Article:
Neighbors pitch in to make a differenceTeresa Paetznick knows what it’s like to need a helping hand. When Paetznick was growing up her family took advantage of services like the local food shelf.
By: Nathan Hansen, Rosemount Town Pages
Teresa Paetznick knows what it’s like to need a helping hand.
When Paetznick was growing up her family took advantage of services like the local food shelf. So when she saw a newspaper article last December about the need for donations at the Community Action Council’s food shelf in Rosemount, of course Paetznick wanted to help. And when that neighborhood food drive turned into something more? Well, so much the better.
That “something more” is the reason Paetznick and about 10 of her neighbors from Evermoor’s Glendalough neighborhood were at the Rosemount Family Resource Center on a recent Saturday morning. It’s why they handed out food and talked to the families who came to collect it. And it’s why they served pancakes to the kids who came in rubbing sleep from their eyes.
It’s why they plan to be back at the Family Resource Center on the third Saturday of the month for the foreseeable future.
For Paetznick, it all started with that article. She organized a food drive among her neighbors, and when she dropped off everything she’d collected she started talking with Shira Rabinowicz, CAC’s neighborhood services volunteer coordinator at the Rosemount center. She wanted to find more ways to help. Rabinowicz agreed to talk to the Glendalough neighbors about opportunities to volunteer, and the group settled on the idea of provide volunteers to staff the family resource center on one Saturday morning each month.
Having the weekend hours helps, Rabinowicz said, because many of the families the resource center serves cannot come on a weekday because they are busy working or caring for children. The center is also open one night a week, but even that is tough for some families to make.
“Saturday (hours) is allowing families to come in when they’re not working,” Rabinowicz said. “It’s allowing us to open up for more hours during that week when they’re there, because there is a large need out there.”
It’s not just about handing out food, though. The neighbors plan to go through training so they can be part of the food shelf’s intake process. That means asking the people who come to use the food shelf about what’s going on in their lives and identifying other problems CAC can help them with.
“We’re the food shelf, but we are a billion times more than that,” Rabinowicz said. “We know that when people are calling for food there’s lots of other stuff going on in their lives.”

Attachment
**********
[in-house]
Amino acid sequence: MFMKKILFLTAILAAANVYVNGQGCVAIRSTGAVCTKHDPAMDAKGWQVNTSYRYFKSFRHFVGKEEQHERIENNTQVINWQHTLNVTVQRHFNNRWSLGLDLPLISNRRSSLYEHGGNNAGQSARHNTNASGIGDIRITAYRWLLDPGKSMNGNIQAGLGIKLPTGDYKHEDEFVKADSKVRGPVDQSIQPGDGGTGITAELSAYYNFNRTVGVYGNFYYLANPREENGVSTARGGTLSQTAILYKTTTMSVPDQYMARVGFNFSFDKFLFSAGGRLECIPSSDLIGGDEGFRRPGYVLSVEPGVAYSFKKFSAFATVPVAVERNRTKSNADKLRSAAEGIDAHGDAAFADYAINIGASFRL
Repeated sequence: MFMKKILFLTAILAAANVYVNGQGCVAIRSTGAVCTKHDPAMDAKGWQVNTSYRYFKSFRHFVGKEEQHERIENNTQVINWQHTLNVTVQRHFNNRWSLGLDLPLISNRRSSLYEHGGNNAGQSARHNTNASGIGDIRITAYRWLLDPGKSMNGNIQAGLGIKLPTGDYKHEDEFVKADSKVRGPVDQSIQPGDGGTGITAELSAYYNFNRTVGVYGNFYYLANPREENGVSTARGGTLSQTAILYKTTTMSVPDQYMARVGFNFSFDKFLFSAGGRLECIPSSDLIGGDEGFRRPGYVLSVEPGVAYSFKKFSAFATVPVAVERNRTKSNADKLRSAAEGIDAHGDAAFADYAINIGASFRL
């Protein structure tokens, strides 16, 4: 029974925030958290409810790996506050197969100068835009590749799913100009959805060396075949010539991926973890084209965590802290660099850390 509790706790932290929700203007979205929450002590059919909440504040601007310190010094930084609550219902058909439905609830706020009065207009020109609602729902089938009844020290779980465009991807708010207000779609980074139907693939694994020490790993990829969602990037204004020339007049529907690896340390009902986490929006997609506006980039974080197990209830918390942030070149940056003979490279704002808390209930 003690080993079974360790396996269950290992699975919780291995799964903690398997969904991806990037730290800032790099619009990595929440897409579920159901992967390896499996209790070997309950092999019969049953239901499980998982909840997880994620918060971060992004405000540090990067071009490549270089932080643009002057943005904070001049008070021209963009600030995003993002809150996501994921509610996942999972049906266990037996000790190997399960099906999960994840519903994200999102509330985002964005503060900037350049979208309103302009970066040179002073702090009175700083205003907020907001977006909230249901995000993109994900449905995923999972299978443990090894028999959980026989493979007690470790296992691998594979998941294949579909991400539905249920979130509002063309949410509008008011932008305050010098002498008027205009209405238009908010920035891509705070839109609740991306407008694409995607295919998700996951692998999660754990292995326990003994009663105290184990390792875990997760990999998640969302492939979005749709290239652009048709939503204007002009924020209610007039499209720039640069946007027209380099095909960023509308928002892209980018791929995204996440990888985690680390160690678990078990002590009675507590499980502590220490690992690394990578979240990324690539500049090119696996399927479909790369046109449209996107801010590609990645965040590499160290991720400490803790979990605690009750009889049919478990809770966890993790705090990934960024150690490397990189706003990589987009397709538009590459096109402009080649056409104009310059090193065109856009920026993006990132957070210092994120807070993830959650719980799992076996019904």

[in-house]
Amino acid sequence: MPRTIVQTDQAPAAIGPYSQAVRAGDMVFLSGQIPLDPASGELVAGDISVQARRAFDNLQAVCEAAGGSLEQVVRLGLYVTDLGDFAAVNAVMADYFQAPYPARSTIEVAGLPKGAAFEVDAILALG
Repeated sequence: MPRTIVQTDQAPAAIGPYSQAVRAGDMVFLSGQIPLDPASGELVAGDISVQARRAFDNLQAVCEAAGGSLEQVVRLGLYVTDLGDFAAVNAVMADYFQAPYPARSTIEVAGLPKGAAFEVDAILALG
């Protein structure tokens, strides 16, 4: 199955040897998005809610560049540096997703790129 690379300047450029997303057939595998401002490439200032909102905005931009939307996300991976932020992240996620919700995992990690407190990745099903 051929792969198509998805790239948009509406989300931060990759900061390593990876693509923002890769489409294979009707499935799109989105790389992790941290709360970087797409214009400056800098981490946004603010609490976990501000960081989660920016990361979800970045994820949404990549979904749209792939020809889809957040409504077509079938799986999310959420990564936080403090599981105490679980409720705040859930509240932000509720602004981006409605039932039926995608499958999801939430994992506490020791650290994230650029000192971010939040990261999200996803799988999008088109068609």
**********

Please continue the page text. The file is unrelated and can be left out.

Ray Martin is a regular volunteer at the family resource center and he was there to help the Glendalough residents find their way their first time out.
“It was an interesting experience watching how they worked,” he said. “They did some really, really nice things.
“I’m sure they saw things they hadn’t seen before, I don’t doubt that, but these were pretty bright people. They had the capacity to contribute from the get-go.”
Those pancakes the group cooked up were one of the big contributions. Not all of the 10 or so Glendalough neighbors who showed up for that first Saturday wanted to help with the food shelf, but they volunteered to bring toys and games for the kids and plenty of pancake batter. Only a few kids came in at first, but as word of the pancakes spread more and more showed up.
“We probably had more kids that came than adults,” Paetznick said. “We kept getting kids that were kind of rubbing their eyes coming in the door, saying, ‘Are there any more pancakes left?’”
Everyone involved in the first Saturday event came away happy. For Rabinowicz, it was a way to make the CAC’s services more available to people who need them. For Paetznick and her neighbors it was a way share some of their good fortune at a time when many are struggling.
Rabinowicz said there has been a lot of need lately for the food shelf, though she couldn’t cite specific numbers. She said Dakota County has the fourth largest poverty population in the state at the moment.
“CAC can’t do this work alone. We need volunteers,” Rabinowicz said. “They’re creating a healthy community and they’re relating to these families parents to parents or person to person. It’s a really neat thing.”
The Glendalough neighbors plan to continue their Saturday morning volunteer work on the third Saturday of every month but May, when they’ll work the second Saturday. The sessions will run from 9 a.m. to noon.